Boycotts against Japanese Products Beginning to Take Shapes

Jul 08, 2019

Number of South Korean consumers joining boycotts against Japanese products is growing daily as Japanese Government is retaliating against South Korean Government. Small dealers are also joining boycotts by not selling Japanese products. Japanese businesses that are doing businesses in South Korea are paying careful attention towards trend of these boycotts as they are concerned about having their sales taking a blow due to boycotts.
According to industries, boycotts such as an online post with a list of Japanese brands under a title called ‘Japan’s Best Brands in 2019’ are spreading.
This list includes about 100 Japanese businesses from various industries. Along with key Japanese businesses, distribution, food and beverage, and fashion and beauty businesses such as Uniqlo, Descente, MUJI, Shiseido, DHC, Asahi, and Kirin are also on the list.
Boycott lists and various posts against Japanese products are spreading like wildflowers within internet communities and cafes.
Corresponding businesses are paying careful attention on whether these boycotts will have any direct impact on their sales. Prime example is a Japanese fashion brand called Uniqlo. Although Uniqlo has shown rapid business growth by making $851 million (1 trillion KRW) in annual sales for four years in a row, there is a chance that it may not be able to make such amount this year due to aftereffects of boycotts.
Actually, a representative from a civic group held a protest at Uniqlo’s store in Myungdong on the 4th.

Boycotts against Japanese Products Beginning to Take Shapes

Japanese beer brands such as Asahi, which is the number one imported beer brand in South Korea, Sapporo, Kirin, and Yebisu, fashion businesses such as Descente and Mizuno, and convenience store brands such as MINISTOP and 7-Eleven are also keeping their eyes on the progress of boycotts.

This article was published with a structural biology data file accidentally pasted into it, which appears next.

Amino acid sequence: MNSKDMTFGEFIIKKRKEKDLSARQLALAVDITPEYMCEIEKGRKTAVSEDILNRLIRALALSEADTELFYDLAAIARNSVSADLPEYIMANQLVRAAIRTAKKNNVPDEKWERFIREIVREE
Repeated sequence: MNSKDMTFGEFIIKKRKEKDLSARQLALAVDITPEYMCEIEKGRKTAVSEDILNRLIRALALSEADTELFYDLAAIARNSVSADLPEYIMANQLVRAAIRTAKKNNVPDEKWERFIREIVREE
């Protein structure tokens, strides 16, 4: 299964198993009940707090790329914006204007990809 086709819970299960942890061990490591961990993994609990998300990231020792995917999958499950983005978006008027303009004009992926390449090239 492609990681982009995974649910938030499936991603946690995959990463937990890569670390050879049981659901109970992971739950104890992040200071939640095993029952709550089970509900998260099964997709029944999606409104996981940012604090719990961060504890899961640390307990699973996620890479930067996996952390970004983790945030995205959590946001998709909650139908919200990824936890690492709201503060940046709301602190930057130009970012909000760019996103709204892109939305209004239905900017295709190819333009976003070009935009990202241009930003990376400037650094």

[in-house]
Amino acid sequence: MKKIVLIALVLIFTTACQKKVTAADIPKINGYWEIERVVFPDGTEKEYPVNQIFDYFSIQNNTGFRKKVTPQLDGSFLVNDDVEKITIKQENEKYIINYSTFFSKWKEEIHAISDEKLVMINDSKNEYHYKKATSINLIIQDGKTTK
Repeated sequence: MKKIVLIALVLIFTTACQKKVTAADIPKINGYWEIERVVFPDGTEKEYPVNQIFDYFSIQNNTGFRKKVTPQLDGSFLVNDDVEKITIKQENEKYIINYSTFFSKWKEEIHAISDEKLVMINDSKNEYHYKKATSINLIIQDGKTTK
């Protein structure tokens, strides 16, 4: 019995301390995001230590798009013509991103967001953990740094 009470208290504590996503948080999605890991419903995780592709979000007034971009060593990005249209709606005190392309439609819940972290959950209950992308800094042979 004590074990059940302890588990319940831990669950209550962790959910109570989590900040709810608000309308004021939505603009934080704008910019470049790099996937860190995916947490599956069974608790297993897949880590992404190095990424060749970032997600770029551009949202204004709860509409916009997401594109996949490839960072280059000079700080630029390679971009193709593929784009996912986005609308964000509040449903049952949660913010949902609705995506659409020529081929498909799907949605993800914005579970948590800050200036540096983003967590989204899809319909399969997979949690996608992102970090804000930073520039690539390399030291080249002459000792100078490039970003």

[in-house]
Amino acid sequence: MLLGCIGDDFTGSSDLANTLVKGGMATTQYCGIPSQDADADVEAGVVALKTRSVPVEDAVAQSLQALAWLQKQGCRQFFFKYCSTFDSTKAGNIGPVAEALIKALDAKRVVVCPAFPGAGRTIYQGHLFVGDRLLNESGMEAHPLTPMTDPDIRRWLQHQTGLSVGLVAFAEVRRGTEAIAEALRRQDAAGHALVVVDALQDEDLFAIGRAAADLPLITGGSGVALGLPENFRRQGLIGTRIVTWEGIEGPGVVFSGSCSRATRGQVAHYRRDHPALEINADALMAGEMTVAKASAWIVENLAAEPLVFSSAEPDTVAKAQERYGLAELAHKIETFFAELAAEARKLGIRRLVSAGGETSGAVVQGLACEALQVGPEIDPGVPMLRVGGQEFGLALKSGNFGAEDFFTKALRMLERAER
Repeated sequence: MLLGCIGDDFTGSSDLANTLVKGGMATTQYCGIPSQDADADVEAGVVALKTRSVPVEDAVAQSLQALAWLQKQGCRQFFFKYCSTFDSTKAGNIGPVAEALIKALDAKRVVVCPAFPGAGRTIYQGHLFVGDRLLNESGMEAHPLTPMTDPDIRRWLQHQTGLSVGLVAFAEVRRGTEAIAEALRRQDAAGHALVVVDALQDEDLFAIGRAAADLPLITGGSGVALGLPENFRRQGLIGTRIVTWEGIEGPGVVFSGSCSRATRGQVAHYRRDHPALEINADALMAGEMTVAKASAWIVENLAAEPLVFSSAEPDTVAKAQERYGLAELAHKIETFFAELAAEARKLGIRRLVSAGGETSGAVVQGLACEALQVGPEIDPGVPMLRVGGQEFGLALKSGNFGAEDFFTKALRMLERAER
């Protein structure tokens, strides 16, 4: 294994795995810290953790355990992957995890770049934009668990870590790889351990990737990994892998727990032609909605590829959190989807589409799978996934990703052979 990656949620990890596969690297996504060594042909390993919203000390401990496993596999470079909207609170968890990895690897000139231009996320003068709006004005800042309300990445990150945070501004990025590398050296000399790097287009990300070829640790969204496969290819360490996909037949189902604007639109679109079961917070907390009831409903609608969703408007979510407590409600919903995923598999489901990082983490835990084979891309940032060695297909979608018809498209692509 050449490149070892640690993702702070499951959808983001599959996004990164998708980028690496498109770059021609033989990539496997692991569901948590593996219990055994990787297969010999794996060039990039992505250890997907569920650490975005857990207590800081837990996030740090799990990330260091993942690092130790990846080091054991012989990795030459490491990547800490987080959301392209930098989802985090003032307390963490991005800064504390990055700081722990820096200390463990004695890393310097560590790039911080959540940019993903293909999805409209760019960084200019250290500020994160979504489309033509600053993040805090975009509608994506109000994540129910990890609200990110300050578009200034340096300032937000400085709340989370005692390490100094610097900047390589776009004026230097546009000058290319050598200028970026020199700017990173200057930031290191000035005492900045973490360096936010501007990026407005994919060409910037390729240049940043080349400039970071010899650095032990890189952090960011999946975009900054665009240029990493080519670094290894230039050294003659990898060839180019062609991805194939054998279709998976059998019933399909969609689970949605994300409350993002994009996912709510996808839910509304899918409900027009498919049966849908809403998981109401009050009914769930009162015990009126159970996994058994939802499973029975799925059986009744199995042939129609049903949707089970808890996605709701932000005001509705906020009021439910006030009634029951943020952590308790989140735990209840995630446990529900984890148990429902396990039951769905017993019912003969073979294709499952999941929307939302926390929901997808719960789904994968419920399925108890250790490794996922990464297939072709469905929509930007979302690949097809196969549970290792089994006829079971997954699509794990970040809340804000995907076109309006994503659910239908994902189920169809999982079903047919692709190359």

Although these boycotts will have impact sales of Japanese businesses at the moment, there is a high chance that they will impact sales once conflict between South Korea and Japan starts to prolong and South Korean businesses are dealt direct blow to their businesses. In case of distribution and food and beverage businesses, there is a high chance that they will lose loyal customers as it will be easy for consumers to replace their products with others.
However, there are businesses that are being mentioned on boycott lists even though they are not Japanese businesses. ‘Daiso’ is a prime example. Daiso Korea is irrelevant to Daiso Japan and it does not pay loyalty fee. As a result, it feels victimized to be seen as a Japanese business and included into boycott lists.
“Although these boycotts are not full blown yet, civic groups and nonprofit organizations are beginning to take actions on full-scale.” said a representative for the industry. “However, they need to pay close attention not to affect owners of franchises and South Korean businesses.”
Staff Reporter Lee, Joohyeon |

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